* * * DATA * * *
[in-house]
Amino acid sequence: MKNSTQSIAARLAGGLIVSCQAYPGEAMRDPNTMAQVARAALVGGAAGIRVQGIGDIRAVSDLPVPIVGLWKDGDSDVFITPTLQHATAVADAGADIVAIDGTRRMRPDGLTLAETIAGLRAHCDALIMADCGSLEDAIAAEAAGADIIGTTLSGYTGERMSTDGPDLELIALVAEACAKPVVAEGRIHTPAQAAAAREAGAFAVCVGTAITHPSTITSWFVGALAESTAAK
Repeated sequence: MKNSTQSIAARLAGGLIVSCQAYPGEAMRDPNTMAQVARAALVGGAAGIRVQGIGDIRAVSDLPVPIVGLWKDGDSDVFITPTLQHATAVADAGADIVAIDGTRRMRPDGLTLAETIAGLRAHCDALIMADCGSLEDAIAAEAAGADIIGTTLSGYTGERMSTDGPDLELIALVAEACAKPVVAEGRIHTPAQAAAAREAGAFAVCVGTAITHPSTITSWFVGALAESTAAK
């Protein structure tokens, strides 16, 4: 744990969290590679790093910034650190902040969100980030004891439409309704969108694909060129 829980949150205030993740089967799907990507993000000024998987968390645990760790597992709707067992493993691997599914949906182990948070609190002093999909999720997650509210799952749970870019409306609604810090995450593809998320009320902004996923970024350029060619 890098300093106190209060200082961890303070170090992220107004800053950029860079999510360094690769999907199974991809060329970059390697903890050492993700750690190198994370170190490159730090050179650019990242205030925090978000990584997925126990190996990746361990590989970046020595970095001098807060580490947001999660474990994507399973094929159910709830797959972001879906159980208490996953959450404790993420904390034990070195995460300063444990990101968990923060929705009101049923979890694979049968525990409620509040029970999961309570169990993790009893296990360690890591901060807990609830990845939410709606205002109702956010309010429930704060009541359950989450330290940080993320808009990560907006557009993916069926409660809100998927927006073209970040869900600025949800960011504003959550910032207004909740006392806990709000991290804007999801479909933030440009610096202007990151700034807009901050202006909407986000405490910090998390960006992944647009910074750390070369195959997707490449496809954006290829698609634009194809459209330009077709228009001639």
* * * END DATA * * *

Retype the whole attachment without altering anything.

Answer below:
[in-house]
Amino acid sequence: MKNSTQSIAARLAGGLIVSCQAYPGEAMRDPNTMAQVARAALVGGAAGIRVQGIGDIRAVSDLPVPIVGLWKDGDSDVFITPTLQHATAVADAGADIVAIDGTRRMRPDGLTLAETIAGLRAHCDALIMADCGSLEDAIAAEAAGADIIGTTLSGYTGERMSTDGPDLELIALVAEACAKPVVAEGRIHTPAQAAAAREAGAFAVCVGTAITHPSTITSWFVGALAESTAAK
Repeated sequence: MKNSTQSIAARLAGGLIVSCQAYPGEAMRDPNTMAQVARAALVGGAAGIRVQGIGDIRAVSDLPVPIVGLWKDGDSDVFITPTLQHATAVADAGADIVAIDGTRRMRPDGLTLAETIAGLRAHCDALIMADCGSLEDAIAAEAAGADIIGTTLSGYTGERMSTDGPDLELIALVAEACAKPVVAEGRIHTPAQAAAAREAGAFAVCVGTAITHPSTITSWFVGALAESTAAK
């Protein structure tokens, strides 16, 4: 744990969290590679790093910034650190902040969100980030004891439409309704969108694909060129 829980949150205030993740089967799907990507993000000024998987968390645990760790597992709707067992493993691997599914949906182990948070609190002093999909999720997650509210799952749970870019409306609604810090995450593809998320009320902004996923970024350029060619 890098300093106190209060200082961890303070170090992220107004800053950029860079999510360094690769999907199974991809060329970059390697903890050492993700750690190198994370170190490159730090050179650019990242205030925090978000990584997925126990190996990746361990590989970046020595970095001098807060580490947001999660474990994507399973094929159910709830797959972001879906159980208490996953959450404790993420904390034990070195995460300063444990990101968990923060929705009101049923979890694979049968525990409620509040029970999961309570169990993790009893296990360690890591901060807990609830990845939410709606205002109702956010309010429930704060009541359950989450330290940080993320808009990560907006557009993916069926409660809100998927927006073209970040869900600025949800960011504003959550910032207004909740006392806990709000991290804007999801479909933030440009610096202007990151700034807009901050202006909407986000405490910090998390960006992944647009910074750390070369195959997707490449496809954006290829698609634009194809459209330009077709228009001639």